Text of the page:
Dr. Li-Tzy Wu and colleagues at Duke University and the Pacific Institute for Research and Evaluation found that 1 percent of the 36,992 respondents age 12 to 17 to the 2006-2007 National Survey on Drug Use and Health (NSDUH) met the criteria for a diagnosis of abuse or dependence on opioid analgesics, which are prescription pain relievers. The teens reported one or more abuse symptoms—such as interference with school and home life, exposure to physical danger, and problems with family and friends—resulting from the nonprescribed use of these pain relievers; or they reported symptoms of dependence disorder—such as experiencing pain-reliever tolerance or withdrawal and giving up activities.
Seven percent of the NSDUH teen respondents reported that they had used prescription painkillers on a nonmedical basis during the past 12 months. Of this group, 7 percent met diagnostic criteria for abuse and 9 percent for dependence; another 20 percent had symptoms that did not reach the threshold for a diagnosis. The teens who misused painkillers had done so for 56 days, on average, in the year under review, and those who were dependent on the drugs had used them for 87 days. Girls were significantly more likely to become dependent on pain relievers than boys, a finding that the researchers suggest may reflect, in part, girls' greater tendency to share prescribed pain relievers with friends.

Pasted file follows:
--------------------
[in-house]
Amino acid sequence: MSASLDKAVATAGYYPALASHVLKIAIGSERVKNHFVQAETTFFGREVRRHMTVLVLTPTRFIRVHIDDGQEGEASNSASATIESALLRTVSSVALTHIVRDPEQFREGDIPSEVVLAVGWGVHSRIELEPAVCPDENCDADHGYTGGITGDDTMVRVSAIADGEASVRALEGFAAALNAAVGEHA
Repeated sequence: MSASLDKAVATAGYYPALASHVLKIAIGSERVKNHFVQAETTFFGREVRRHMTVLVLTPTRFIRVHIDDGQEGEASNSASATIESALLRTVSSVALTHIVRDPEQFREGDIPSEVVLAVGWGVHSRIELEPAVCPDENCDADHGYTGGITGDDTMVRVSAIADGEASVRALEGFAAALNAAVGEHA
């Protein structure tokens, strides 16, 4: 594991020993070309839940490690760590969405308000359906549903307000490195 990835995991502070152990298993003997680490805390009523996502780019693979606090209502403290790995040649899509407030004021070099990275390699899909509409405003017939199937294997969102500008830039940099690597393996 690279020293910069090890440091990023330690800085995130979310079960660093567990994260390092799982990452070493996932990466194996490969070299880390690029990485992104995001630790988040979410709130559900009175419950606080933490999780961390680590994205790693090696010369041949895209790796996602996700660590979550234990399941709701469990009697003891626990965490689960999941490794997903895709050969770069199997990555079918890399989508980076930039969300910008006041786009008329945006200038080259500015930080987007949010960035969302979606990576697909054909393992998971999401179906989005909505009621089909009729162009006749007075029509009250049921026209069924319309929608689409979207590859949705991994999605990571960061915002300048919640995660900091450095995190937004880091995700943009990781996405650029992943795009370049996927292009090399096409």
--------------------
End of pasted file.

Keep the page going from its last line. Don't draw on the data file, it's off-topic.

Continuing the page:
Journal of the American Academy of Child and Adolescent Psychiatry 47(9):1020-1029, 2008. [Full Text (PDF, 475KB)]